Ironically the No. 1 reason a pair of high-voltage lines are being built through Wise County is the same reason construction of the lines is sometimes delayed.
The Competitive Renewable Energy Zones (CREZ) transmission lines are designed to transfer wind energy created from giant spinning windmills located in the Panhandle and West and Central Texas to the highly populated Metroplex and other areas. And Wise County is directly in the path of the towering steel structures that rise like permanent oil rigs across the rolling landscape.
High winds blowing in February and March across North Texas has stymied some construction, but on a calm and warm Thursday, a team of workers, found themselves installing a Goliath of a tower in north Wise County.
“They were assembling a steel lattice tower,” said Sabrina Taylor, Oncor area manager. “It’s one of the most important types of towers we use in the project.”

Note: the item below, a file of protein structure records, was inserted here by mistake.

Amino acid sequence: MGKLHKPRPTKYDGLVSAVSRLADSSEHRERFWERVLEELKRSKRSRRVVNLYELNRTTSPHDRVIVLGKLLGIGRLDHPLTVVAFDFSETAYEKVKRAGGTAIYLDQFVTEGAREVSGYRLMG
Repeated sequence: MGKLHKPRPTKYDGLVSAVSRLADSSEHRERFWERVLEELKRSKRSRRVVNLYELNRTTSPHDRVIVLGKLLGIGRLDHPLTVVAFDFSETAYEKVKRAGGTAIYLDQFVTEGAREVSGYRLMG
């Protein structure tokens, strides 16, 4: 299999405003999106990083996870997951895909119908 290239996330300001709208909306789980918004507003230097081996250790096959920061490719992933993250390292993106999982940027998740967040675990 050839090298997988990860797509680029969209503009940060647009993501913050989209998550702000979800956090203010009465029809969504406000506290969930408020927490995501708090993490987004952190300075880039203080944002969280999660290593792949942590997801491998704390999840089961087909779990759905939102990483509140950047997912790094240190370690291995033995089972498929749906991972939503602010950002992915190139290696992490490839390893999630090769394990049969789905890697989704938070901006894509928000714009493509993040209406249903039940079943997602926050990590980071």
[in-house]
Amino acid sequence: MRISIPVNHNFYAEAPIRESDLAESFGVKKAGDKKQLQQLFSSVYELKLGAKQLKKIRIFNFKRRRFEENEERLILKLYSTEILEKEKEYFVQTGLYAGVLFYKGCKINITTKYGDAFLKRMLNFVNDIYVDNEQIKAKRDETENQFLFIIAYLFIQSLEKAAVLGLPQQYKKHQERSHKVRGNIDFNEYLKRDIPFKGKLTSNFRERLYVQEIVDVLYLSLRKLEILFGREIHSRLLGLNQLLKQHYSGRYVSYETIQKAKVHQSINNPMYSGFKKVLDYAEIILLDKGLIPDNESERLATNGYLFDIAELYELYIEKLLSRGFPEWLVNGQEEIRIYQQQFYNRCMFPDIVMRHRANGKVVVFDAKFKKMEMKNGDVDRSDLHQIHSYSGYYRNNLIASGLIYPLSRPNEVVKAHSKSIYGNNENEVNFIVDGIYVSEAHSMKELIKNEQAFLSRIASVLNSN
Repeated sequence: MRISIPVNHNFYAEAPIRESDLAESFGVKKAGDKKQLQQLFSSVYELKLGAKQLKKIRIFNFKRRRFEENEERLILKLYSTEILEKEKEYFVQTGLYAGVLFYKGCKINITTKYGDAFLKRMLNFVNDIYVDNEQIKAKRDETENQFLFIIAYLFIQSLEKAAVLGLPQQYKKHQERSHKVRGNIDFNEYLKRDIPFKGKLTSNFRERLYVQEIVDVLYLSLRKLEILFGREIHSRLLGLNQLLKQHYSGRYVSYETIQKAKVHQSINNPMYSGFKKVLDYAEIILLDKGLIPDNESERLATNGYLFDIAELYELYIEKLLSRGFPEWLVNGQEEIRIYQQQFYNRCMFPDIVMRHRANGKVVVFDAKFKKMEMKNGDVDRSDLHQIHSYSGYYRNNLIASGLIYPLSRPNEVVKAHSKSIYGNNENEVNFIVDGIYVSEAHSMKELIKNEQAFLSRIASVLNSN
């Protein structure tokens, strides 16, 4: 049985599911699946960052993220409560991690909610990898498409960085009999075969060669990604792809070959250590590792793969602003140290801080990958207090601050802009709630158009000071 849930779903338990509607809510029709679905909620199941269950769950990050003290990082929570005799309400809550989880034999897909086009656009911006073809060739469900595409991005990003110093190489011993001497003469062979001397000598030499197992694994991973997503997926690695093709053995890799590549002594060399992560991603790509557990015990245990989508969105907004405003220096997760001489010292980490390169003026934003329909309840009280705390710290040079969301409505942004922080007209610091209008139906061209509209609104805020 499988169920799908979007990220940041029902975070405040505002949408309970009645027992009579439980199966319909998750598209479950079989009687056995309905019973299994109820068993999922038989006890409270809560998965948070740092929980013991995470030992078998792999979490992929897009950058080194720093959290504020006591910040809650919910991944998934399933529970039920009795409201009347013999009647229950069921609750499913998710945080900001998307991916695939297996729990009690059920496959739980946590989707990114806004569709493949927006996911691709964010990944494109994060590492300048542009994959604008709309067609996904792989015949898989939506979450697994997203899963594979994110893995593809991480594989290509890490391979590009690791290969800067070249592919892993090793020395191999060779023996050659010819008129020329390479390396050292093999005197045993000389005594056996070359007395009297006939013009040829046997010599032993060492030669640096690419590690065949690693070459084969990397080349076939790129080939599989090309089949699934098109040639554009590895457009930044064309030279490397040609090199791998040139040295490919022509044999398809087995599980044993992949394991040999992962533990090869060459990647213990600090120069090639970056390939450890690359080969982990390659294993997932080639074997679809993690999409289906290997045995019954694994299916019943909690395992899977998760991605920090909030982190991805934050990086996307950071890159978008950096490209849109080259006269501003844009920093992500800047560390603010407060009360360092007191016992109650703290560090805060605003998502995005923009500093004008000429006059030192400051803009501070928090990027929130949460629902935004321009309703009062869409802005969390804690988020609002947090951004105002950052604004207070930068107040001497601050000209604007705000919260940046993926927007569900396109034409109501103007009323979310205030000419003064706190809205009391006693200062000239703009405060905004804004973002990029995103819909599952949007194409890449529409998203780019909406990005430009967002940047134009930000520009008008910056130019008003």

The monstrous 160-foot tower contains more than 32,500 pounds of steel. It’s anchored in 42-foot deep holes held firm by concrete.
The tower is part of a double circuit line that is capable of carrying 345,000 volts of electricity along its swooping arcs over pastures and prairies, cows and cacti.
The CREZ lines are a response to a directive passed by the state legislature. The directive was passed by the legislature in 2005 to meet the state’s renewable energy goals. The Texas Public Utility Commission determined the path of the lines. Oncor transmits electricity for energy companies.
The line running through northern Wise County will end in the Krum area. It’s slated for completion sometime in May. Oncor is also building a matching line through south Wise County, scheduled for completion in June.